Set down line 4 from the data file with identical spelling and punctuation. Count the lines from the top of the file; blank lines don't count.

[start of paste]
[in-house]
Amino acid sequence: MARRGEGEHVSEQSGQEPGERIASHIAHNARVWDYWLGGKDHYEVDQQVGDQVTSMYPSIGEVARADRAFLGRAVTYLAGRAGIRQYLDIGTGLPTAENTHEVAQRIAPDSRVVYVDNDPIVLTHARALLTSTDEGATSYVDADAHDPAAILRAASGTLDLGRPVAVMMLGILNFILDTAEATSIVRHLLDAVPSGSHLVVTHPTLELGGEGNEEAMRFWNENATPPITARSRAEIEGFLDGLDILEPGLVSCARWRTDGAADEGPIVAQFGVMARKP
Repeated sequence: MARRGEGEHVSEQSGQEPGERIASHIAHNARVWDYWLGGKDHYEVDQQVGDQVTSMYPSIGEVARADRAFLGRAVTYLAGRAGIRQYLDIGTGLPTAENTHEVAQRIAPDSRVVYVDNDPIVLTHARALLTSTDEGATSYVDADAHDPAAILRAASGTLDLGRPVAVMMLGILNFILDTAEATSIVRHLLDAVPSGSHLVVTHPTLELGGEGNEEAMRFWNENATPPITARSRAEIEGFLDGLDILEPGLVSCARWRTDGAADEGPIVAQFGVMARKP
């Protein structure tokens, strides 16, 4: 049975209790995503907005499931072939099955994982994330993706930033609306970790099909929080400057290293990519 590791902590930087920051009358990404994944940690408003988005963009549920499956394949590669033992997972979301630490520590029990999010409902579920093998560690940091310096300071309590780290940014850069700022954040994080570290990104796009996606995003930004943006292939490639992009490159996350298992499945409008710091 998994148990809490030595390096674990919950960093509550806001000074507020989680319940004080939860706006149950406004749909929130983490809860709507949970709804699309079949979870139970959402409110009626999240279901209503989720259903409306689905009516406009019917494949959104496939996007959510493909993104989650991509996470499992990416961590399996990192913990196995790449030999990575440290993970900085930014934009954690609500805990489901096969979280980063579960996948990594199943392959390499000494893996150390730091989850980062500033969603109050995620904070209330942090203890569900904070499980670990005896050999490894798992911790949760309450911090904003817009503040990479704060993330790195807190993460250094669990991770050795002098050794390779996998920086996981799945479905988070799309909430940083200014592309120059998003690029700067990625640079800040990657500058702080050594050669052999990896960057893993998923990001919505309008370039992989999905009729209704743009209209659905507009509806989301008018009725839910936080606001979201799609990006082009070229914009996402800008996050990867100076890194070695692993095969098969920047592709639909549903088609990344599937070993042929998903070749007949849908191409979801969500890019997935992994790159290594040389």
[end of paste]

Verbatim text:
């Protein structure tokens, strides 16, 4: 049975209790995503907005499931072939099955994982994330993706930033609306970790099909929080400057290293990519 590791902590930087920051009358990404994944940690408003988005963009549920499956394949590669033992997972979301630490520590029990999010409902579920093998560690940091310096300071309590780290940014850069700022954040994080570290990104796009996606995003930004943006292939490639992009490159996350298992499945409008710091 998994148990809490030595390096674990919950960093509550806001000074507020989680319940004080939860706006149950406004749909929130983490809860709507949970709804699309079949979870139970959402409110009626999240279901209503989720259903409306689905009516406009019917494949959104496939996007959510493909993104989650991509996470499992990416961590399996990192913990196995790449030999990575440290993970900085930014934009954690609500805990489901096969979280980063579960996948990594199943392959390499000494893996150390730091989850980062500033969603109050995620904070209330942090203890569900904070499980670990005896050999490894798992911790949760309450911090904003817009503040990479704060993330790195807190993460250094669990991770050795002098050794390779996998920086996981799945479905988070799309909430940083200014592309120059998003690029700067990625640079800040990657500058702080050594050669052999990896960057893993998923990001919505309008370039992989999905009729209704743009209209659905507009509806989301008018009725839910936080606001979201799609990006082009070229914009996402800008996050990867100076890194070695692993095969098969920047592709639909549903088609990344599937070993042929998903070749007949849908191409979801969500890019997935992994790159290594040389």